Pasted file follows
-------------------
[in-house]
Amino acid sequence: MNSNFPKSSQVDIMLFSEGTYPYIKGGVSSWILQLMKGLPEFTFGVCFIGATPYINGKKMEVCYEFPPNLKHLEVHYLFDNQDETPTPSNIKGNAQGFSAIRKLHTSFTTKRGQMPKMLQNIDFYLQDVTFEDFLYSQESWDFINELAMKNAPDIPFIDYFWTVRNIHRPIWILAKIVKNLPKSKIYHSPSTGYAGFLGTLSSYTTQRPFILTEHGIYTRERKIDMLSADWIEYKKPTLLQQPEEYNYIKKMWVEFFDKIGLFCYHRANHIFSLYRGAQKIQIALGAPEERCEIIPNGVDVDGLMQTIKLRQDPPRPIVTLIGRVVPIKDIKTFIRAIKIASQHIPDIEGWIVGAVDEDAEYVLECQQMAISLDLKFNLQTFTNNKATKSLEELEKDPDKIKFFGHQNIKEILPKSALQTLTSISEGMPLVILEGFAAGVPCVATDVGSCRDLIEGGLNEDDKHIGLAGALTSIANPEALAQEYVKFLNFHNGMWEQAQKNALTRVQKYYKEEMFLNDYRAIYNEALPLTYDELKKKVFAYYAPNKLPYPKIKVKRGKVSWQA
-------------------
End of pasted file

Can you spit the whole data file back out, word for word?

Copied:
[in-house]
Amino acid sequence: MNSNFPKSSQVDIMLFSEGTYPYIKGGVSSWILQLMKGLPEFTFGVCFIGATPYINGKKMEVCYEFPPNLKHLEVHYLFDNQDETPTPSNIKGNAQGFSAIRKLHTSFTTKRGQMPKMLQNIDFYLQDVTFEDFLYSQESWDFINELAMKNAPDIPFIDYFWTVRNIHRPIWILAKIVKNLPKSKIYHSPSTGYAGFLGTLSSYTTQRPFILTEHGIYTRERKIDMLSADWIEYKKPTLLQQPEEYNYIKKMWVEFFDKIGLFCYHRANHIFSLYRGAQKIQIALGAPEERCEIIPNGVDVDGLMQTIKLRQDPPRPIVTLIGRVVPIKDIKTFIRAIKIASQHIPDIEGWIVGAVDEDAEYVLECQQMAISLDLKFNLQTFTNNKATKSLEELEKDPDKIKFFGHQNIKEILPKSALQTLTSISEGMPLVILEGFAAGVPCVATDVGSCRDLIEGGLNEDDKHIGLAGALTSIANPEALAQEYVKFLNFHNGMWEQAQKNALTRVQKYYKEEMFLNDYRAIYNEALPLTYDELKKKVFAYYAPNKLPYPKIKVKRGKVSWQA